Mays projects pool of red ink as it folds; records forwarded to families, new teachers

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Benjamin Mays Preparatory School staff are projecting a significant budget deficit when they turn in the school’s charter at the end of the fiscal year, June 30.

Finance director Brent Washington told board members at a Monday night meeting that he anticipates a $270,000 shortfall at the end of the year. School financials currently show an operating loss of about $203,000.

“What’s driving that deficit?” board member Damon Burns asked.

“Transportation,” Washington said.

Last year transportation costs ran about $300,000, Washington said; this year they’ll top  $490,000.

Washington said he has been working with the school’s authorizer, the Recovery School District, to pay late bills. Board chairman Sidney Barthelemy asked that Washington include him on all correspondence with RSD as they try to settle accounts in the coming months.

The 359-student school lost its charter and, by district order, is shutting down rather than being taken over by another charter operator.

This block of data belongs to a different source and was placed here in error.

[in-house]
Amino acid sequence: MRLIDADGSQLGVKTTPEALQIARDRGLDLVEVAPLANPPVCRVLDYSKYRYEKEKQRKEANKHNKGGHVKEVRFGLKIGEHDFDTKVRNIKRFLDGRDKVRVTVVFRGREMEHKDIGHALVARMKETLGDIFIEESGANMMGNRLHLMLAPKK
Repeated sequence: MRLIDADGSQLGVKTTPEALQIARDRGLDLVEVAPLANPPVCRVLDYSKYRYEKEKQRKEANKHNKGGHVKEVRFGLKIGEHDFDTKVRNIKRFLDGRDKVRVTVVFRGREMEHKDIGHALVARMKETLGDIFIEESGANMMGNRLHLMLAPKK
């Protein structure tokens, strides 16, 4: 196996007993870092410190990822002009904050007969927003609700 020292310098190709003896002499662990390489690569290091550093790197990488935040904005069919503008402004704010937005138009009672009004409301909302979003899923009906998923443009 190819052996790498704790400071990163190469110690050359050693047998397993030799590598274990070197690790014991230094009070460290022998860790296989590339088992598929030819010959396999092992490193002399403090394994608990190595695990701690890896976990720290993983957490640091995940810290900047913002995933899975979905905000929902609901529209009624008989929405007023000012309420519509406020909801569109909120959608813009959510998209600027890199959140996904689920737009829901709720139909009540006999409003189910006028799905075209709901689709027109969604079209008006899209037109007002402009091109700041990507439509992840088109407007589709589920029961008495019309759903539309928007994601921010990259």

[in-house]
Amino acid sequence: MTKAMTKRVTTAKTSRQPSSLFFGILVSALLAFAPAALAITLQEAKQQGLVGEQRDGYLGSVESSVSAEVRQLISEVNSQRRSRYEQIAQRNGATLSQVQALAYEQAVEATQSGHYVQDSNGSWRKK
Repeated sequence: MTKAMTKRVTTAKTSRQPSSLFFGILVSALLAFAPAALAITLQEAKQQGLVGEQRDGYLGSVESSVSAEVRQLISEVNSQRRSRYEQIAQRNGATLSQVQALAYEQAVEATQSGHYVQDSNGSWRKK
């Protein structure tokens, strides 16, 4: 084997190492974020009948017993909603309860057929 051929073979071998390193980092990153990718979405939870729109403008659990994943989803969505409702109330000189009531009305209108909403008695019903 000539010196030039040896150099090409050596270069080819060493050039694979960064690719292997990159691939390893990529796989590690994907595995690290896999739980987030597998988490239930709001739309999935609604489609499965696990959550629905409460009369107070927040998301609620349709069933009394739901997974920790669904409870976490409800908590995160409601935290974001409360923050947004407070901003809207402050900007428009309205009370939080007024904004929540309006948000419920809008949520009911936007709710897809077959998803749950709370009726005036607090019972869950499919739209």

Printed lists of job openings now hang on a brightly colored bulletin board in the staff break-room where the board of directors meets.

Principal Shanda Gentry said parents and community members feel they are being “robbed of a neighborhood school,” even though McDonogh 42 Elementary will temporarily relocate to the Mays campus next year. Gentry said it’s not a long-term solution for families, as the school will eventually move back to Treme after its building is renovated.

Gentry said stakeholders are frustrated by Mays’ impending closure and hope RSD officials will further explain the decision. She said she expects parents and community members to request a meeting with RSD superintendent Patrick Dobard.

In order to help parents with the transition Gentry said she is giving each family a copy of the student’s records. She also has also given special-education teachers until next month to hand-deliver customized learning plans — Individualized Education Programs — to their new teachers.

In an unusual move, board members informally adjourned their meeting and called another meeting to order without leaving their seats. The action was designed to provide two sets of minutes, said Barthelemy, because the March meeting had been cancelled.

The meeting began at 5:50 p.m., members informally closed that meeting and opened a second meeting at 6:27 p.m. and adjourned at 6:40 p.m.

Board members Barthelemy, Burns, Todd James, Raashand Hamilton and John Williams were present.

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